Old Pension Census (1841-1851) for Mullaghglass

Patrick Faherty – Application No. C/21 2260. The application was received on 19/03/1921. Patrick’s address at that time was given as Mullaghglass, Renvyle P.O. Co. Galway. His parent’s names were given as Pat and Mary Faherty (Lyden). The head of the family in 1851 was given as Bridget Faherty. The address in 1851 was Mullaghglass in the parish of Ballynakill, in the barony of Ballynahinch Co. Galway. In the left hand margin there were the handwritten names Bridget, Honor, Mary and Patrick. The search was returned on 01/04/1921 with the note saying “not found”.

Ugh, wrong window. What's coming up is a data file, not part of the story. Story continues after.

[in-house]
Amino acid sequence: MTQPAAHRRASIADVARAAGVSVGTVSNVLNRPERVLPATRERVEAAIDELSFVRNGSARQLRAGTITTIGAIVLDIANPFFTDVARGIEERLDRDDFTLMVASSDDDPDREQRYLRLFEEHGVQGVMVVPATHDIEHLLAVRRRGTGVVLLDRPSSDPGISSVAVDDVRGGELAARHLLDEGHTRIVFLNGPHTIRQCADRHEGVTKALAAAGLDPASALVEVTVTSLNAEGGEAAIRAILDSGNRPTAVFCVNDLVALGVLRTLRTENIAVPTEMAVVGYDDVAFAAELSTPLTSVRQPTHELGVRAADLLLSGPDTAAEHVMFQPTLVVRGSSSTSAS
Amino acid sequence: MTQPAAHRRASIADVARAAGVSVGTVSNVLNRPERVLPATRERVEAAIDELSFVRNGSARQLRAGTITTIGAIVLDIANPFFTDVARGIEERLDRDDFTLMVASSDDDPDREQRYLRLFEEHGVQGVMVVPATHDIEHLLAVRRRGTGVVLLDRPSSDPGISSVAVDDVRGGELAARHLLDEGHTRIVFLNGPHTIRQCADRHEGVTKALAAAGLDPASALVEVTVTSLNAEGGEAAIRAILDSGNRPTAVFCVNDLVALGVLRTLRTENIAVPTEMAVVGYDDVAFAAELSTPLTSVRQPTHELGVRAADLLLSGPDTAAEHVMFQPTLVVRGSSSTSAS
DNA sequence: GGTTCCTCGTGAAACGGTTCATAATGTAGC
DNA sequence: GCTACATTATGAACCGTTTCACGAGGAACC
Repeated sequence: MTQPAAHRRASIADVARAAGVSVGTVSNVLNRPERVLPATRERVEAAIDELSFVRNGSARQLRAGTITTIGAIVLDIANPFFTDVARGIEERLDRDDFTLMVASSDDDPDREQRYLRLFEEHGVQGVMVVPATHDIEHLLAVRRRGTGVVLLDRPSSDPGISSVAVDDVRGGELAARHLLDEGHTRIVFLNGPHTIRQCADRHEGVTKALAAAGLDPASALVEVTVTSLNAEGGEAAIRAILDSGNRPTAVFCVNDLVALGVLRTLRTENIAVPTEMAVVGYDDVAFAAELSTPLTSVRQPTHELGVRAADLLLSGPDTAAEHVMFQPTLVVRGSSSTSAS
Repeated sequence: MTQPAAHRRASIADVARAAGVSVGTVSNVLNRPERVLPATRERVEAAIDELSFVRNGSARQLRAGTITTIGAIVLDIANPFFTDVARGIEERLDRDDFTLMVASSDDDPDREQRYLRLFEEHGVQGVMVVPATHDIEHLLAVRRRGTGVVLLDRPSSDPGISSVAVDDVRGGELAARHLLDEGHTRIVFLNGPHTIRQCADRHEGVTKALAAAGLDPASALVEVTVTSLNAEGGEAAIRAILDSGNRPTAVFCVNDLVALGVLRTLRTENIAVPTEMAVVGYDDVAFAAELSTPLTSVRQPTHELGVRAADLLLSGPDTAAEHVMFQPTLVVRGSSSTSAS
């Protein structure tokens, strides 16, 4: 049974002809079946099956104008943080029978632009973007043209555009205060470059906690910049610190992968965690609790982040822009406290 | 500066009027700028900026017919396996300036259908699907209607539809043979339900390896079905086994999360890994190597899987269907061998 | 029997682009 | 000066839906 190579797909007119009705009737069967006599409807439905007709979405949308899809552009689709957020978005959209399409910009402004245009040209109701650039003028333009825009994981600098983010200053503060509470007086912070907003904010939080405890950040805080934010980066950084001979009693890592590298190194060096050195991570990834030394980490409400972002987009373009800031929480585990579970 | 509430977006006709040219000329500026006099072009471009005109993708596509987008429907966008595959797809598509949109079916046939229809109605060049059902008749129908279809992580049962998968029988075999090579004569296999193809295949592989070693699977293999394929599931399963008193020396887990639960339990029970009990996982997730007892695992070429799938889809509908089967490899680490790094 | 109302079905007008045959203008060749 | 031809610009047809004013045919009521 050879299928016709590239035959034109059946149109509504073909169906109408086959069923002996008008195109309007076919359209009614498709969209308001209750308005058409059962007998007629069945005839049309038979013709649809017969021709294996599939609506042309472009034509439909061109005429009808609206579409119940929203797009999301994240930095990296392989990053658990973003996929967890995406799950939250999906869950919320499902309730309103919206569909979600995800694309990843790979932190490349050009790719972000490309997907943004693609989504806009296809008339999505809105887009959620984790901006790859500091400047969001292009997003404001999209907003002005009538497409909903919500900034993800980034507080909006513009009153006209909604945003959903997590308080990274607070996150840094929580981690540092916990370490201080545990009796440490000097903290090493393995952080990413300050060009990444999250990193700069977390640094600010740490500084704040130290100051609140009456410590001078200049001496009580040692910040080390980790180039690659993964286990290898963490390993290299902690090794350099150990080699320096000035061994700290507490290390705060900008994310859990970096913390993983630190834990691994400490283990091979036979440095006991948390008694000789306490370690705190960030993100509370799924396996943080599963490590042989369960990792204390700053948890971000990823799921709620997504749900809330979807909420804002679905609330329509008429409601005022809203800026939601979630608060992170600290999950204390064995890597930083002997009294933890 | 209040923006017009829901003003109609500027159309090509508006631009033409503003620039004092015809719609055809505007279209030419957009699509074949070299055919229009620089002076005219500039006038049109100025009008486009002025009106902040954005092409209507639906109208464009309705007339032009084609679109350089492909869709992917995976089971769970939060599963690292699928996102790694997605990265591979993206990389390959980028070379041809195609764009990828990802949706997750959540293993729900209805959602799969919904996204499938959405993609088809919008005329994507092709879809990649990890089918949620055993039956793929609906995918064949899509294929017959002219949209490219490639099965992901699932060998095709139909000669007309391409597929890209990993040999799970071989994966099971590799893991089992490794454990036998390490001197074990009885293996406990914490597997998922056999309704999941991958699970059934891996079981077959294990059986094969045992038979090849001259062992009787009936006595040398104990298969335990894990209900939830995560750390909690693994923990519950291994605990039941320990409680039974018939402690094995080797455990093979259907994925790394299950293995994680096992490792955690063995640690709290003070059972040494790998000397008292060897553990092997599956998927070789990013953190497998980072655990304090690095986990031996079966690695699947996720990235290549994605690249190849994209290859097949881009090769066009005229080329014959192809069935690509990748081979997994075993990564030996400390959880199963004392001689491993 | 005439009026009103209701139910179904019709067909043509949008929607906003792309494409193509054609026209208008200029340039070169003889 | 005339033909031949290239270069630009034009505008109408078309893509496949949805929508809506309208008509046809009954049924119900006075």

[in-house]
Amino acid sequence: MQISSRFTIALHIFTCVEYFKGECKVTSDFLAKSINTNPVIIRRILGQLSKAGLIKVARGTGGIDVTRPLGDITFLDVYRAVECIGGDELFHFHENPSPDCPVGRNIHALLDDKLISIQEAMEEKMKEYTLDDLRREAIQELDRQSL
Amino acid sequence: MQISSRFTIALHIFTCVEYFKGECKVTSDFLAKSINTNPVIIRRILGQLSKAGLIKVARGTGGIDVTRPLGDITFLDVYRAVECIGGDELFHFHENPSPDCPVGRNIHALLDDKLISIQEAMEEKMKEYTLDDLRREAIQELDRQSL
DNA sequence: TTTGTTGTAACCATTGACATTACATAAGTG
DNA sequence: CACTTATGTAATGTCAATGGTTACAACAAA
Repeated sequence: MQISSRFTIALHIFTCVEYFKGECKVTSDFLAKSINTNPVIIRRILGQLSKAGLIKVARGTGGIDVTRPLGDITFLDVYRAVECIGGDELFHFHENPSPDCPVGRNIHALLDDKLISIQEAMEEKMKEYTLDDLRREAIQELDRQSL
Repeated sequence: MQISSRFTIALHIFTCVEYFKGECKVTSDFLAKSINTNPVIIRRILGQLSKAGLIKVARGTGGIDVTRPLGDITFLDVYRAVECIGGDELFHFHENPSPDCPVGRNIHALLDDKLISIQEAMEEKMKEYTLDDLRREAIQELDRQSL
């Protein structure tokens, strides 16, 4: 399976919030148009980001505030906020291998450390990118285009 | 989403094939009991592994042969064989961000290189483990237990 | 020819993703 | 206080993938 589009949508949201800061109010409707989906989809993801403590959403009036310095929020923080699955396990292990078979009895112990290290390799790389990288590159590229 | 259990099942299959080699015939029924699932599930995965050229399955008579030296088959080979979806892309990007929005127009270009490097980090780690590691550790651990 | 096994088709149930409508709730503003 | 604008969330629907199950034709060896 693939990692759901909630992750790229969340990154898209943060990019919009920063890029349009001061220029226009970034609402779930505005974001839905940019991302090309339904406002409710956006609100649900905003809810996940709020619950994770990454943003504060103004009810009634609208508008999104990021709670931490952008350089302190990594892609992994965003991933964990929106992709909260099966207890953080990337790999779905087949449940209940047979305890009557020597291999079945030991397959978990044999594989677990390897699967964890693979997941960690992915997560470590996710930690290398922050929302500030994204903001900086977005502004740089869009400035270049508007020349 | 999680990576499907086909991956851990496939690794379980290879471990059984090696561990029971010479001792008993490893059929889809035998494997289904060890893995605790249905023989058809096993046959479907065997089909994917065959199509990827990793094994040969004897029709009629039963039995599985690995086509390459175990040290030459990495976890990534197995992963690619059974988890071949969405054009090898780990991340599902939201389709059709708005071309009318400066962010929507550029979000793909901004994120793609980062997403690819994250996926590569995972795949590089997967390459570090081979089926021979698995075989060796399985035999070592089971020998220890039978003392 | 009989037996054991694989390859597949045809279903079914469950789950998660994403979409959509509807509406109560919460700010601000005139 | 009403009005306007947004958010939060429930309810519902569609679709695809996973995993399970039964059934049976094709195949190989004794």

Michael Malley / Maille – Application No. C/16 1110 and the date that the application was received was 08/02/1916. Michael’s address at that time was Glassillaun, Derrynaclogh, Leenane, Co. Galway. His parent’s names were given as Andrew and Mary Malley (King). Residence in 1851 was given as Mullaghglass, in the parish of Ballynakill, in the Barony of Ballynahinch, Co. Galway. The search was returned 09/02/1916.

 

Griffith’s Valuation (1847-1864) for Mullaghglass